PFA Players' Player of the Year

The Professional Footballers' Association Men's Players' Player of the Year (often called the PFA Men's Players' Player of the Year, the Players' Player of the Year, or simply the Player of the Year) is an annual award given to the player who is adjudged to have been the best of the year in English football.[1] The award has been presented since the 1973–74 season and the winner is chosen by a vote amongst the members of the players' trade union, the Professional Footballers' Association (PFA).[2] The current holder is Kevin De Bruyne, who retained the award on 6 June 2021. The 2020 ceremony was postponed from its usual date in April or May due to the COVID-19 pandemic.[3]

PFA Men's Players' Player of the Year
2020 and 2021 winner Kevin De Bruyne
SportAssociation football
CompetitionAll levels of English football
CountryEngland and Wales
Presented byPFA
First award1973–74
First winner Norman Hunter
Most recent Kevin De Bruyne (2021)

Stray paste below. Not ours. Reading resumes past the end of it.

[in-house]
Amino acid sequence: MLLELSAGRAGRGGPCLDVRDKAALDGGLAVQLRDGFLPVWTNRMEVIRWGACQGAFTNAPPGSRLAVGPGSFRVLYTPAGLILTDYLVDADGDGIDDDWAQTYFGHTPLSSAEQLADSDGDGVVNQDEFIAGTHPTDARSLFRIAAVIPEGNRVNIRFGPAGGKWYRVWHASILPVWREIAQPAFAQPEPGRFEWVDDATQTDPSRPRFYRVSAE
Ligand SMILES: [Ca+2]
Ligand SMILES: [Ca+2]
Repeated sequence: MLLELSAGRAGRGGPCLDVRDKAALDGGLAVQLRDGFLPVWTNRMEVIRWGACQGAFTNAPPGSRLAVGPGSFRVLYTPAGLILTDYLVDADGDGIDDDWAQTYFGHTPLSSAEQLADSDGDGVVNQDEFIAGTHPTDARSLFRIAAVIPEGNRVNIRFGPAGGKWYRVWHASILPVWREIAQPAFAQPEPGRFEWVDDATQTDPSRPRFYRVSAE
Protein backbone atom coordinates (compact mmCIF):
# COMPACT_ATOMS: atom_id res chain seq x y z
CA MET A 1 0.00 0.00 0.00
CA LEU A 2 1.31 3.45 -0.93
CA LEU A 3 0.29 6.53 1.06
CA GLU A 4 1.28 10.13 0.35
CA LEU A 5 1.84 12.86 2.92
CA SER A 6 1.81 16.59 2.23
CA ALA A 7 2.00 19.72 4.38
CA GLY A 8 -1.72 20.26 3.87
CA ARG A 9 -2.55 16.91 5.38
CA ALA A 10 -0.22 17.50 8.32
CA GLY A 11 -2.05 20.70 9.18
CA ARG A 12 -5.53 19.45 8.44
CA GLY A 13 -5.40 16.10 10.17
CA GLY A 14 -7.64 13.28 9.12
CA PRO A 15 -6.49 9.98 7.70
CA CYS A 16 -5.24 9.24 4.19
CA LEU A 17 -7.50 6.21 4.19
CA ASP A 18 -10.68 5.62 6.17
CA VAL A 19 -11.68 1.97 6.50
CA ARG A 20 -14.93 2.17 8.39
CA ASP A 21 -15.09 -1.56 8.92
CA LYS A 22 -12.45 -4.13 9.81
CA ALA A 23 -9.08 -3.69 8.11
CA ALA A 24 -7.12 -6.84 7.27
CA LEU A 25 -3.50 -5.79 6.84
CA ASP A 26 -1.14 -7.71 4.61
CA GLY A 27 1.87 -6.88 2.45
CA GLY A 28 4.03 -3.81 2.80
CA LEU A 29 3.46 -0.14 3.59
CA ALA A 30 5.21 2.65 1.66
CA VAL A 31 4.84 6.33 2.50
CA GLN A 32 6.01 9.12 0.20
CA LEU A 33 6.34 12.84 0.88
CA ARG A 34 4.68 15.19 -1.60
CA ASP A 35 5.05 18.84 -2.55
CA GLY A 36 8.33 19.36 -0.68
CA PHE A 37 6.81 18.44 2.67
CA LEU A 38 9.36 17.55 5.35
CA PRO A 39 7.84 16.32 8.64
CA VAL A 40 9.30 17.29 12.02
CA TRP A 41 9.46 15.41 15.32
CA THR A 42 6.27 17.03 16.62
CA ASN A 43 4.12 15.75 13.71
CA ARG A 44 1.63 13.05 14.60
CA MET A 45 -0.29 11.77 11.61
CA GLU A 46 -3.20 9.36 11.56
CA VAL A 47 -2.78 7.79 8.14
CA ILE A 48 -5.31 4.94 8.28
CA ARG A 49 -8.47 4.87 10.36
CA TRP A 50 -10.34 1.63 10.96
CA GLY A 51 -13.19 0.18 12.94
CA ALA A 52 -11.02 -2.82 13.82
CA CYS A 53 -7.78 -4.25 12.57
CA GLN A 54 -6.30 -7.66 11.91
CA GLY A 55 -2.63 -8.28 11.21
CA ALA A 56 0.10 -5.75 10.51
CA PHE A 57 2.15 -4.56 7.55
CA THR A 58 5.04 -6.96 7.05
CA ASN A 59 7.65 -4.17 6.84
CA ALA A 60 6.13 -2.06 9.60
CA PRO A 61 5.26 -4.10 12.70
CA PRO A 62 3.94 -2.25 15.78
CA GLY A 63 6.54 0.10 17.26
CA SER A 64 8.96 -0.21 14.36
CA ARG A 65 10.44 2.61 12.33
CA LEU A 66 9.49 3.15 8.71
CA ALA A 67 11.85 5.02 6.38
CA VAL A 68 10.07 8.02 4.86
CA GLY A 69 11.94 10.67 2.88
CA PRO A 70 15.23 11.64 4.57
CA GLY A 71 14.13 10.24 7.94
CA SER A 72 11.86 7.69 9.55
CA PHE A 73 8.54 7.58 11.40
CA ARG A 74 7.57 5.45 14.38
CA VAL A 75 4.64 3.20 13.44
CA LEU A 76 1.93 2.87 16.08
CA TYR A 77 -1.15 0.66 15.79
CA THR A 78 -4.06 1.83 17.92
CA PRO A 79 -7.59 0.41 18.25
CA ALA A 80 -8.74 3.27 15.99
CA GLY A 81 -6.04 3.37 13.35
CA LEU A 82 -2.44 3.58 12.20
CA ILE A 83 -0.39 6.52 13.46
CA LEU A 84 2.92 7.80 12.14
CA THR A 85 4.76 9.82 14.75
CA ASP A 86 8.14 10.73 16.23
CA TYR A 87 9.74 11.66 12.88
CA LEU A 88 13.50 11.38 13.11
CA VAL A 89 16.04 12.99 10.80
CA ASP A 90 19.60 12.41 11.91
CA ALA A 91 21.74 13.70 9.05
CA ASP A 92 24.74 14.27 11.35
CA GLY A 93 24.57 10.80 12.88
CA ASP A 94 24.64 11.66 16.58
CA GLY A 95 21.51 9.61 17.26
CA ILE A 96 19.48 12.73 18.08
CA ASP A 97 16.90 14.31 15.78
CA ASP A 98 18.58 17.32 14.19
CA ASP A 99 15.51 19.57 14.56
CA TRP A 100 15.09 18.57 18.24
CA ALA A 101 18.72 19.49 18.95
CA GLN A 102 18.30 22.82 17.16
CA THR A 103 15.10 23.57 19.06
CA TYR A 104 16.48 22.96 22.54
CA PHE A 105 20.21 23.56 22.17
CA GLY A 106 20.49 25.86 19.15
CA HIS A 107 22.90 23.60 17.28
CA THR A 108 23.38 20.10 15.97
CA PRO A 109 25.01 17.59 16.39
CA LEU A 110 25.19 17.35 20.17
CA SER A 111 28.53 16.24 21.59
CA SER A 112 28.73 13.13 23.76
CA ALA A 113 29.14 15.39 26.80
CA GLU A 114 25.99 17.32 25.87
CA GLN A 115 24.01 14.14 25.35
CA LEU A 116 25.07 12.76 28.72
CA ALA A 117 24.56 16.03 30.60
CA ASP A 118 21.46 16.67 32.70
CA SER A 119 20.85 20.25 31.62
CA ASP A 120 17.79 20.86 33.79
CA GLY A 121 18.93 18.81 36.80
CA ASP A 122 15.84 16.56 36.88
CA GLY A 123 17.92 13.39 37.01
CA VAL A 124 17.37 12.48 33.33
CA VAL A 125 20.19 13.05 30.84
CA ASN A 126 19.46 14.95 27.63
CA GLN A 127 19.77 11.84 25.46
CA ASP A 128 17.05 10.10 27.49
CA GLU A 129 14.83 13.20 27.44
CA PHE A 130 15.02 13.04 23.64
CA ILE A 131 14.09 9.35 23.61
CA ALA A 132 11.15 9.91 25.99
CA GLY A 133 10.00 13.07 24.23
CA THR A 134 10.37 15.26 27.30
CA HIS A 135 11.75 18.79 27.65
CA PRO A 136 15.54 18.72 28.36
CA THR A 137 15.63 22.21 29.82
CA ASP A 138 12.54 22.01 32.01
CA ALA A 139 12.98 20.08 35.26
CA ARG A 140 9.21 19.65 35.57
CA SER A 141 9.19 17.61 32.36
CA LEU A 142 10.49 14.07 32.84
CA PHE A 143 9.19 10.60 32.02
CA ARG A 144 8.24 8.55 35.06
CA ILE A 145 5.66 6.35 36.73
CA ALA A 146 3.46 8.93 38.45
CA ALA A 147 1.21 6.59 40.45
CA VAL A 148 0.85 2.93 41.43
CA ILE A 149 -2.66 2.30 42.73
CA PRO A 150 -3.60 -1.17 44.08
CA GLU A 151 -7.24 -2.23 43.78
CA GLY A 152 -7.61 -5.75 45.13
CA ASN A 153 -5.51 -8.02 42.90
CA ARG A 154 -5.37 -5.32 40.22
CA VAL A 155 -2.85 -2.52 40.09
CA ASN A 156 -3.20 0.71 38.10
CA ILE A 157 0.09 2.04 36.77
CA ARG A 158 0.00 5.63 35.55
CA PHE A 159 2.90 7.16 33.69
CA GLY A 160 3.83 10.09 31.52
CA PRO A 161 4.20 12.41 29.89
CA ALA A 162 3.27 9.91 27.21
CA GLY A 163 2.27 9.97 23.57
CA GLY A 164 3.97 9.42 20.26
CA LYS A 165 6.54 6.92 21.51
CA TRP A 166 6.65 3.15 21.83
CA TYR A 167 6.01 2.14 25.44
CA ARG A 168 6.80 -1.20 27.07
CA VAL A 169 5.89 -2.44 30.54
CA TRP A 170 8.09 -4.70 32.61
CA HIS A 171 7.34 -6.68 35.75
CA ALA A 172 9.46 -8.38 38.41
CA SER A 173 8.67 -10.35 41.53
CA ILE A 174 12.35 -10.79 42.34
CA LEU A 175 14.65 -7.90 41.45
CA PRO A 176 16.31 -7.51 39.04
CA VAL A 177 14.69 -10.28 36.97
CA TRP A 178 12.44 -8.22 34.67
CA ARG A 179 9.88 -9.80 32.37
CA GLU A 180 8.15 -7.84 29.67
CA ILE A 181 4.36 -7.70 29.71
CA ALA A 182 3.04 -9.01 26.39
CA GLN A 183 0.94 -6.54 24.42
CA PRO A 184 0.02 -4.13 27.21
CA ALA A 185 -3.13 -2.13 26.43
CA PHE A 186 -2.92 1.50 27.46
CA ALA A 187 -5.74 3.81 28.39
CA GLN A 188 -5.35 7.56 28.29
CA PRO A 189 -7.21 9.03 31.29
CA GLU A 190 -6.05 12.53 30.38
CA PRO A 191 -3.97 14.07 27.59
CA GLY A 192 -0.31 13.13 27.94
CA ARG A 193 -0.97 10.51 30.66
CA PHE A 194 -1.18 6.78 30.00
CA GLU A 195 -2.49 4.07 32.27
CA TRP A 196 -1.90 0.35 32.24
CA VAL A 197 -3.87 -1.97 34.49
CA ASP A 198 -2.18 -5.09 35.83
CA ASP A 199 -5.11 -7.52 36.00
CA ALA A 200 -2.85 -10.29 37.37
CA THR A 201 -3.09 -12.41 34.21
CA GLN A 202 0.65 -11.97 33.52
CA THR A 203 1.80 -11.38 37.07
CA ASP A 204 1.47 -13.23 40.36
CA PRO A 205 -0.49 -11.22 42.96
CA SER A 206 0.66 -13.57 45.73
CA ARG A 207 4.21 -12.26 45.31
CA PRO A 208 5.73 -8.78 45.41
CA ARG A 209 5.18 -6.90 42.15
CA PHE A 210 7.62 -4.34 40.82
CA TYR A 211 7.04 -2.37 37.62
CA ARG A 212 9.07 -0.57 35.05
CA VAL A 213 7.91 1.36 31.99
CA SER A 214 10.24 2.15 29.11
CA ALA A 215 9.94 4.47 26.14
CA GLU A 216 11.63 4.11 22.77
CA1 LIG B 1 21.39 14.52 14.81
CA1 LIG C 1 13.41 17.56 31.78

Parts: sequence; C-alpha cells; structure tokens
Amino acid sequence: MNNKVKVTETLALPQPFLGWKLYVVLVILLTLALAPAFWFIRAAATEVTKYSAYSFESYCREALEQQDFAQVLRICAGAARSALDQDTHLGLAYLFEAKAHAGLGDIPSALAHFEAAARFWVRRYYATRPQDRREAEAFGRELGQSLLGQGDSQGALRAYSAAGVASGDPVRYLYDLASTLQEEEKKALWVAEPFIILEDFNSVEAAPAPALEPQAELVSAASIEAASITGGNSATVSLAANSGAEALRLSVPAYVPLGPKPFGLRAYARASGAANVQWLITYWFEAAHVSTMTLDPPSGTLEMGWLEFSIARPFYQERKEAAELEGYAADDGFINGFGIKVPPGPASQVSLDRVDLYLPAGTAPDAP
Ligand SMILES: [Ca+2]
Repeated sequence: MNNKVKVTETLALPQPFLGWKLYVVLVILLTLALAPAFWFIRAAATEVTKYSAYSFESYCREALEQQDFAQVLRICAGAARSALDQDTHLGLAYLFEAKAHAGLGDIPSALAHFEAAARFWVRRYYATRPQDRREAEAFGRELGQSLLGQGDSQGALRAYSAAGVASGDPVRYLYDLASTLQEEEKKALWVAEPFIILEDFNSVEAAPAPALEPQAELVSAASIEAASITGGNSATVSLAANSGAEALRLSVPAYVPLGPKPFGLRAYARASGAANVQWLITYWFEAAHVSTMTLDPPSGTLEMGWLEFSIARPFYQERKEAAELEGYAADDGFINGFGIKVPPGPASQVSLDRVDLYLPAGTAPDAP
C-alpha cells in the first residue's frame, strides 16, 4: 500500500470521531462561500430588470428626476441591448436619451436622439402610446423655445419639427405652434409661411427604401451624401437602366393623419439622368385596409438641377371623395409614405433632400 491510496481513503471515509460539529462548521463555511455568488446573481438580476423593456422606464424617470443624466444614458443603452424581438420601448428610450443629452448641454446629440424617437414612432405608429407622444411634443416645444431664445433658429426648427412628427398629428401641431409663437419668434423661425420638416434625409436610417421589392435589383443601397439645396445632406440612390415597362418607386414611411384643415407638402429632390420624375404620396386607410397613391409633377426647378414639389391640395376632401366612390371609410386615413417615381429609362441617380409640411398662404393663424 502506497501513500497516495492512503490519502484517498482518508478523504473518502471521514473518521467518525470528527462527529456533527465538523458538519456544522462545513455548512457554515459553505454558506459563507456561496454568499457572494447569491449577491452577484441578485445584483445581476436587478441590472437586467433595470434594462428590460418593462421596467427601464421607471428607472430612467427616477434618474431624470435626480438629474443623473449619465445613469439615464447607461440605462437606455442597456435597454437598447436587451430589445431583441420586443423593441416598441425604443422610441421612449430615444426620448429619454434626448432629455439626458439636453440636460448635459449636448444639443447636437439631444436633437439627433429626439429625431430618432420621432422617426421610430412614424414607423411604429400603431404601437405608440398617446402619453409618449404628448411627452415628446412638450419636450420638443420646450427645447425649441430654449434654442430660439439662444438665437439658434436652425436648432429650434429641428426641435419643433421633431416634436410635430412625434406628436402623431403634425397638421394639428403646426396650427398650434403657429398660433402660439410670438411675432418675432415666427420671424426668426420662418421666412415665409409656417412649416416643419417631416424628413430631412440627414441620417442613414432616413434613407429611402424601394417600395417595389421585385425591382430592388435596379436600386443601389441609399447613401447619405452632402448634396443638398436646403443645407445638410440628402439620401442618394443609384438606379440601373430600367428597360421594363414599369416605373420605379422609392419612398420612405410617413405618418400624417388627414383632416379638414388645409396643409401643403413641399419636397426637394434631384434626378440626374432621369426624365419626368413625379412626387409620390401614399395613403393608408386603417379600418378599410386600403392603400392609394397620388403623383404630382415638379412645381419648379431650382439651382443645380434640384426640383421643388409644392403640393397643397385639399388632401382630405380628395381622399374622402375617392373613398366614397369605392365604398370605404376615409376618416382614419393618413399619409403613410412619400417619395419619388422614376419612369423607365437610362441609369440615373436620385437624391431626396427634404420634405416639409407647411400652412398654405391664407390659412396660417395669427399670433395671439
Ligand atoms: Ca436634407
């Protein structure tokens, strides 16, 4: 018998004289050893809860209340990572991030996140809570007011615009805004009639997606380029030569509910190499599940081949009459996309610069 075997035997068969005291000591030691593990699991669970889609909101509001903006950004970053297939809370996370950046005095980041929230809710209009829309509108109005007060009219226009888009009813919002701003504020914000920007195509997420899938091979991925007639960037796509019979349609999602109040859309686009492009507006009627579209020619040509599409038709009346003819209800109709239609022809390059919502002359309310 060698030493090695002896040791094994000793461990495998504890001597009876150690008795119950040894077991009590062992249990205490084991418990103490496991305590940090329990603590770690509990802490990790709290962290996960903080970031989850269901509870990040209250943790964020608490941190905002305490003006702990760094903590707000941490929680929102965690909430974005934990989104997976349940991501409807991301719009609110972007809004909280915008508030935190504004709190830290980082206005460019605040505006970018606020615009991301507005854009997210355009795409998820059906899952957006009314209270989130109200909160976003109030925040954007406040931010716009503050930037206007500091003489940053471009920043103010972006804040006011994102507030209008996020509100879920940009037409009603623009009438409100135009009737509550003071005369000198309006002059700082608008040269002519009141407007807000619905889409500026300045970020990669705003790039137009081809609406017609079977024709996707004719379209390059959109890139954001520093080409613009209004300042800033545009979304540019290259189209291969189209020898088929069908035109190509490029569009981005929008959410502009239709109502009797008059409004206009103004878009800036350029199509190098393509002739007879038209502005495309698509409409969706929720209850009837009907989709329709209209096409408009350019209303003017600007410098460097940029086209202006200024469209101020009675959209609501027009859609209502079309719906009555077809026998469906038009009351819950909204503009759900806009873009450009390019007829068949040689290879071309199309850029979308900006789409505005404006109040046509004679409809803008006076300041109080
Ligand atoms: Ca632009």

WebsiteOfficial website

The first winner of the award was Leeds United defender Norman Hunter. As of 2021, only Mark Hughes, Alan Shearer, Thierry Henry, Cristiano Ronaldo, Gareth Bale and Kevin De Bruyne have won the award on two occasions, and only Henry, Ronaldo and De Bruyne have won the award in consecutive seasons. Of the five, only Shearer won his two awards playing for different teams. Although there is a separate PFA Young Player of the Year award for players under the age of 23, young players remain eligible to win the senior award, and on three occasions the same player has won both awards for a season, Andy Gray in 1976–77, Ronaldo in 2006–07 and Bale in 2012–13. Only three non-European players have won the award: Luis Suárez (Uruguay) in 201314, Riyad Mahrez (Algeria) in 201516 and Mohamed Salah (Egypt) in 201718.

Every spring, each member of the association votes for two players.[4] A shortlist of nominees is published in April and the winner of the award, along with the winners of the PFA's other annual awards, is announced at a gala event in London a few days later.[5] The award is regarded by the players themselves as extremely prestigious, with Teddy Sheringham describing it in 2001 as "the biggest personal award you can get in the game",[6] and John Terry stating in 2005 that he considered it "the ultimate accolade to be voted for by your fellow professionals whom you play against week-in and week-out".[7]